The Midtown group of Alcoholics Anonymous was rogue, even by AA’s standards. The Q group, which took its name from its leader, Michael Quinones, is a more of extreme example of what happens within the loose structure of AA. 13th stepping is common practice within AA, but this group took it from an art form, to criminal. Here is a quote taken from this reprint of an article from The Washington Post. This is only one example cited in the article:

Kristen, now 26, said that for eight years, she was “passed along” from one middle-aged male leader of Midtown to another. She said her sponsor urged her to have sex with Quinones — widely known as Mike Q. — as a way to solidify her sobriety and spiritual revival. Kristen, who spoke on the condition that her last name not be used in keeping with AA traditions, also recalled helping to persuade other teenage girls to sleep with older men in the group.

“I pimped my sponsees out to sponsors,” she said, referring to the AA members who agree to watch over a fellow member’s sobriety. “I encouraged them to sleep with their sponsors because I really believed that this would help with their sobriety.”

In addition to 13th stepping, the article describes the more common practice of AAs being encouraged by their sponsors to stop taking doctor prescribed medications:

That young woman told The Washington Post that her sponsor in Midtown refused to continue as her adviser if the woman kept taking prescription medications. The sponsor also directed her to stop seeing a therapist ” ‘because you need one clear voice — your sponsor’s,’ ” the woman said.

This is a frightening story, and is covered in greater depth in this article from Newsweek magazine.

So, what was the reaction to this from those within AA? It fits a familiar theme of denying of accountability from AA World Services, and of personal attacks on those who brought this story to light:

A meeting held on Sunday evenings for nearly two decades at the Church of the Pilgrims near Dupont Circle left the church this year after ex-Midtown members provided “detailed and credible allegations,” said the Rev. Ashley Goff, director of Christian education at the church. Midtown leaders told pastors they were being criticized unfairly by “disgruntled people who couldn’t keep their act together,” Goff recalled.

Does characterizing these victims as “disgruntled people who couldn’t get their act together” sound familiar? I suppose these teenage girls were “constitutionally incapable of being honest with themselves” as they were being raped by men decades older than they were.

Despite a stellar reputation and worldwide brand, it has never been more than a set of bedrock traditions. It has no firm hierarchy, no official regulations, and exercises no oversight of individual groups. Disgruntled former Midtown members discovered this in recent months when they tried to get the central AA office in New York to condemn Midtown’s tactics and departures from the traditions, including a highly unusual practice of assigning older men to sponsor young women.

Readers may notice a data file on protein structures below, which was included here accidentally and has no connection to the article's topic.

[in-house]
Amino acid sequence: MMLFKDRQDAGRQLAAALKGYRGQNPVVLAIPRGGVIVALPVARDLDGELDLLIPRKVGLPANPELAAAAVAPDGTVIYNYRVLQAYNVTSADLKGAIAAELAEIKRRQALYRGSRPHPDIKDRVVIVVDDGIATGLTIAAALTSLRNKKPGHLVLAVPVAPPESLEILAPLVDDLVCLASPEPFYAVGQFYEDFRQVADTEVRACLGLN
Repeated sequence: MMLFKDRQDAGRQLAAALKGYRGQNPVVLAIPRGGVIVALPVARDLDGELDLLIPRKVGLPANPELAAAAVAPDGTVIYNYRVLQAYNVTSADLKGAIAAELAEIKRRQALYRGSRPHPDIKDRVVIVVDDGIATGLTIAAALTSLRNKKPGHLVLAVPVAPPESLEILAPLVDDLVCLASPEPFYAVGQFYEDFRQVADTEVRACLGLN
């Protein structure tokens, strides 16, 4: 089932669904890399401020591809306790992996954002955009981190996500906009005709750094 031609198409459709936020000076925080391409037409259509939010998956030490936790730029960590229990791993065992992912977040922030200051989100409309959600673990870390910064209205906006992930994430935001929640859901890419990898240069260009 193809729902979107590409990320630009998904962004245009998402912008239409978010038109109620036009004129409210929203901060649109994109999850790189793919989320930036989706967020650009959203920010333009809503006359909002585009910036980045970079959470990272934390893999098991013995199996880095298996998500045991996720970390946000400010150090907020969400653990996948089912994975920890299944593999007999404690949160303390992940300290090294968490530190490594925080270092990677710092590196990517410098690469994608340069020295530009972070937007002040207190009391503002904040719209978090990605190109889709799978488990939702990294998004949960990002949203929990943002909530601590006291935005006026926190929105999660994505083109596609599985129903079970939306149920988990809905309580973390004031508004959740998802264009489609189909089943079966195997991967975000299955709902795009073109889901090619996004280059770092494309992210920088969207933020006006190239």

“The assumption since our founding was that groups that did not follow the traditions and concepts would fall away,” said a staff member at AA’s General Service Office, who spoke on condition of anonymity “because we are all alcoholics, and that is our policy.”

The main office does offer “strong suggestions” for how groups should operate, including how to pair each member with a sponsor who shares confidences and helps the member stay sober. AA recommends that “it’s best if a man sponsors a man and a woman sponsors a woman, so that there are not outside distractions,” the staffer said.

No accountability. No expression of remorse. Nothing done that might prevent this from happening in the future. Essentially, some anonymous representative at the AA headquarters said ‘It ain’t our fault, and we aren’t going to do anything to change it. It works if you work it”. He can’t even get through a statement without using the standard “these are just suggestions” line of bullshit. Sure, they suggest that middle aged men don’t fuck teenagers, but each group does their own thing. Pathetic.
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The obvious thought that comes to mind is that this is an extreme example, and that the vast majority of AA groups are not like this. For one thing, AA has no hierarchy, so it makes it difficult for a person like (the now deceased) Mr Quinones to exist. Ask an AAer, and you will be told the “group conscience” is what dictates the rules of the group. This is all true, but it doesn’t mean that this cannot, or will not, happen again. Any group that remains unchanged will show repeating patterns, and AA has done nothing to help create an environment that says something this extreme will not happen again within AA. The law of numbers says that it will, and is happening, again. There are simply too many groups left unchecked, and the religious nature of AA guarantees that there will rogue chapters and splinter groups who choose to interpret, and act on the interpretations, differently than the mainstream. This is a scary thought, considering mainstream AA is already so far out and dysfunctional.

AA currently has all kinds of groups, each one with their own group conscience, and their own take the ‘Big Book’, and though they may not be as extreme as this midtown group, they are eerily similar in many ways. In examining these groups, it is easy to see how a splinter group like the one in DC could form.